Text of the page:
InstantAction

I suspect the killer app for InstantAction will be Fallen Empire: Legions. It's described as "A team-based FPS featuring a jetpack that provides great freedom of movement in large, open terrains." Does that sound familiar to any Tribes fans out there? Need I really say more?

At the moment the games are free, and you can pay for ActionPoints which unlock additional content (e.g. maps and levels) or extra features like new Avatar icons for your profile. This business model may change once InstantAction leaves its current Beta phase, though nothing has been confirmed yet on costs. One option is that the core games will remain free but players will have to pay for additional content. Let's hope so, as free basic play is a major part of the appeal right now.

On first impressions, I'm reasonably impressed with InstantAction. It's fast, it's easy and it works. I suspect it could be the bane of many a big business. With no clients to download or programs to install employees will find the games easy to get going, and can quickly minimise the window when the boss-man comes around. I also like the way that it's easy to get other people involved (send them an invite and add them to your friends list) and that, having hosted a session and gathered your friends or colleagues, you can switch from game to game at will. It's practically perfect for a spot of after-work gaming in the office (should you have an understanding IT department) or a burst of action with PC owning mates from home. After all, with no box to buy and no compataibility issues or worries over files or patches, there's no reason not to have a go. This could be key if Garage Games wants to reach those who haven't previously got into PC games.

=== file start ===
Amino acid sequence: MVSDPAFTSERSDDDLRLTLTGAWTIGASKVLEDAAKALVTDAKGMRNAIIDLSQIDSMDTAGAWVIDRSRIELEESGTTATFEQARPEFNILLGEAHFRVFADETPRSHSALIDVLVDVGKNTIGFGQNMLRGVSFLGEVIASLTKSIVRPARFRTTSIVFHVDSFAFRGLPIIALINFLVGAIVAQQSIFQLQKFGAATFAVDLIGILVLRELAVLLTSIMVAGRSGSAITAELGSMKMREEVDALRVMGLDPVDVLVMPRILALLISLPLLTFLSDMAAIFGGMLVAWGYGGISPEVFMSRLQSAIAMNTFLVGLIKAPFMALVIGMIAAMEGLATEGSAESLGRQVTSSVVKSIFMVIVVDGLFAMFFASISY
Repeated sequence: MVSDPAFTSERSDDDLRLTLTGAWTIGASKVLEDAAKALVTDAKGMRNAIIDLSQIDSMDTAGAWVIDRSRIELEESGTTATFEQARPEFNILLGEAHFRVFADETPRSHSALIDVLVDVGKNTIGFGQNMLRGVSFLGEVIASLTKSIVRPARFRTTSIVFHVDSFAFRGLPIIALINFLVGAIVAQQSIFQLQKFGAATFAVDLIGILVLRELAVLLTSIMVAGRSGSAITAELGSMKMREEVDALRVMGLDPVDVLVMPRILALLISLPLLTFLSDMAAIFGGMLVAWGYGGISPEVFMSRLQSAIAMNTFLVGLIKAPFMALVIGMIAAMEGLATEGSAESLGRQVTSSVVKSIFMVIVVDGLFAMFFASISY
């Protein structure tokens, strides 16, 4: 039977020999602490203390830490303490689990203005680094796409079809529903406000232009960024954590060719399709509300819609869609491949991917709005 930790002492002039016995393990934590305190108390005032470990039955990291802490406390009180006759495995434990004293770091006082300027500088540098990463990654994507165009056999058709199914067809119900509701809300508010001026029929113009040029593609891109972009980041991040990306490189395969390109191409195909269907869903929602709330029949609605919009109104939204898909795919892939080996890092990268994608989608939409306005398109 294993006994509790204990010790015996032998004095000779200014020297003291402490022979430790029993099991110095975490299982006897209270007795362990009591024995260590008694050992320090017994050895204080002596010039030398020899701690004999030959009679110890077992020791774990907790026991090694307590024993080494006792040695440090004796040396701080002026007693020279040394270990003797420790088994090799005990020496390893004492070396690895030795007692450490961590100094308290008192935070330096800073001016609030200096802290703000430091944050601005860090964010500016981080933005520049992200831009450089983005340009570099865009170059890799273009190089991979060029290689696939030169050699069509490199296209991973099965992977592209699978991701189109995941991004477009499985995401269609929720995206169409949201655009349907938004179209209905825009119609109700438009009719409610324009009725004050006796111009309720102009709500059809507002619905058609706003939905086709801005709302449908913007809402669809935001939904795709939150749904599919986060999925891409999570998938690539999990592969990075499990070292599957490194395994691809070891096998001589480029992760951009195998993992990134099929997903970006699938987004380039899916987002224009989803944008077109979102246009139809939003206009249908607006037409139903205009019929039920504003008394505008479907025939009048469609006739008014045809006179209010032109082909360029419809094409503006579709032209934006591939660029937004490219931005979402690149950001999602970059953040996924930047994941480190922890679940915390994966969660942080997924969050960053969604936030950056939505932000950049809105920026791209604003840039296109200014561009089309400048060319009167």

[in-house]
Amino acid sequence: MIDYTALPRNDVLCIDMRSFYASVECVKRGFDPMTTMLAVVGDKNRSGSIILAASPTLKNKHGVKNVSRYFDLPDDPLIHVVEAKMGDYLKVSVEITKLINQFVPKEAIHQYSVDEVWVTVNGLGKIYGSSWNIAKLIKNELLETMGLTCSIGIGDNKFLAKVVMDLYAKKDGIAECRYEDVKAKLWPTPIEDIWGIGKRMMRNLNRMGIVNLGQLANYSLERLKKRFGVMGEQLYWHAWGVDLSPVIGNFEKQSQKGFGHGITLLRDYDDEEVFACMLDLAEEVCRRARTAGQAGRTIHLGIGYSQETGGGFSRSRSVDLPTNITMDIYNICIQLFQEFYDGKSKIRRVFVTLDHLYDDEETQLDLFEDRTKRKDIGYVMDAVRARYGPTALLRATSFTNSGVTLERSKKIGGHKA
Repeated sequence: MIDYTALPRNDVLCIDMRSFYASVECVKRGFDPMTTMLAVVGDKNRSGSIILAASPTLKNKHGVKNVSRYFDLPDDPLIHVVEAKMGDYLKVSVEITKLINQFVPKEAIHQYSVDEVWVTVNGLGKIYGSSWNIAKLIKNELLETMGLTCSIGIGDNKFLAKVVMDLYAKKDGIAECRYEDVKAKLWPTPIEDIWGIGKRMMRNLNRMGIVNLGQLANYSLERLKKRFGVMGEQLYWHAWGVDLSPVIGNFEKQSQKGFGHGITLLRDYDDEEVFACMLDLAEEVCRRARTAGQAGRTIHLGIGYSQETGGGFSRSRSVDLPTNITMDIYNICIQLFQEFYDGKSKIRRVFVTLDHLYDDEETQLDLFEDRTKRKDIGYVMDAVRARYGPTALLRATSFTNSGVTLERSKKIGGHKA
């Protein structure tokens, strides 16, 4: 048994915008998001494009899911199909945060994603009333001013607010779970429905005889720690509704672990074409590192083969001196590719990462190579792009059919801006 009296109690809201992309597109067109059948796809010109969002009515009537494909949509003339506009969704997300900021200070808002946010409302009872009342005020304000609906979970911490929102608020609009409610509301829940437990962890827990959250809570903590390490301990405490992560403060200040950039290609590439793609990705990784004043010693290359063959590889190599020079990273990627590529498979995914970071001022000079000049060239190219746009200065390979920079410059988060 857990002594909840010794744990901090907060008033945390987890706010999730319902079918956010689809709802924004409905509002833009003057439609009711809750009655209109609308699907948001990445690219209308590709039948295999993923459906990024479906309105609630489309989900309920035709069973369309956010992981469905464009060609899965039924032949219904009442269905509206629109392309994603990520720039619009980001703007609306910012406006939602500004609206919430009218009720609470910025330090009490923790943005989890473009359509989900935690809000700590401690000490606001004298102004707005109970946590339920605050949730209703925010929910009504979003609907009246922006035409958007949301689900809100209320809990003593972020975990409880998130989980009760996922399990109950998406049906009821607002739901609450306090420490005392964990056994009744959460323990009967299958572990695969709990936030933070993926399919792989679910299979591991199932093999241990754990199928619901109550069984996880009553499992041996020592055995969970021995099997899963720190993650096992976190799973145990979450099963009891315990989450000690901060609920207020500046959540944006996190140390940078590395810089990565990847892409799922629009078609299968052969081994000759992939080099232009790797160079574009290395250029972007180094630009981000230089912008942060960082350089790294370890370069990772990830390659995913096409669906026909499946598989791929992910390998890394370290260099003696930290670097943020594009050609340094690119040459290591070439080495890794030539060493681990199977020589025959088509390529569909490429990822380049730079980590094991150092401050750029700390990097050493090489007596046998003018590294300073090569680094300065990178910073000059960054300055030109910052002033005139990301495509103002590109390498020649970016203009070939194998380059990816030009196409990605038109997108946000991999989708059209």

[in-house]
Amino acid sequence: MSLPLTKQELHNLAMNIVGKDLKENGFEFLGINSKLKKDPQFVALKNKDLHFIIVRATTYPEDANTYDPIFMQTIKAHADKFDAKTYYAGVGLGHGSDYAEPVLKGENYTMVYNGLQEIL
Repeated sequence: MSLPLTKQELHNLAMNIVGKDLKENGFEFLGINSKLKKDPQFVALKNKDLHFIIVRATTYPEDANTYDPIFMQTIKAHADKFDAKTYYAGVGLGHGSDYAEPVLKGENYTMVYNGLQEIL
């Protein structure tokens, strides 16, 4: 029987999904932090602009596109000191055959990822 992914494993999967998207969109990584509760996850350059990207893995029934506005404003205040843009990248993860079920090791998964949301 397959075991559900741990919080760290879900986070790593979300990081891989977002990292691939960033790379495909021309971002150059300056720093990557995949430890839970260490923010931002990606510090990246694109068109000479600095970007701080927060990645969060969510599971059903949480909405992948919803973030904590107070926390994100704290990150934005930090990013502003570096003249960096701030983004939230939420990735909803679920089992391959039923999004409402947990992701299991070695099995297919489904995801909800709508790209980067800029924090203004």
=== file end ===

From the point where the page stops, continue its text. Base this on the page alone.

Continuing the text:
In a way, InstantAction is a taste of the future. Instant, on-demand services have obvious strengths; iD is already trialling a browser-based version of Quake 3, and some quite sensible industry figures are talking about a world where games become an Internet service more reliant on strong server technology than powerful console hardware. For now, the trick for InstantAction will be providing games that people want to come back to, and keeping things slick and speedy should a glut of new users arrive. I for one will be keeping a close eye on the service, and given the fact that it won't cost you anything to try it, I'd thoroughly recommend you do the same.

Link: InstantAction

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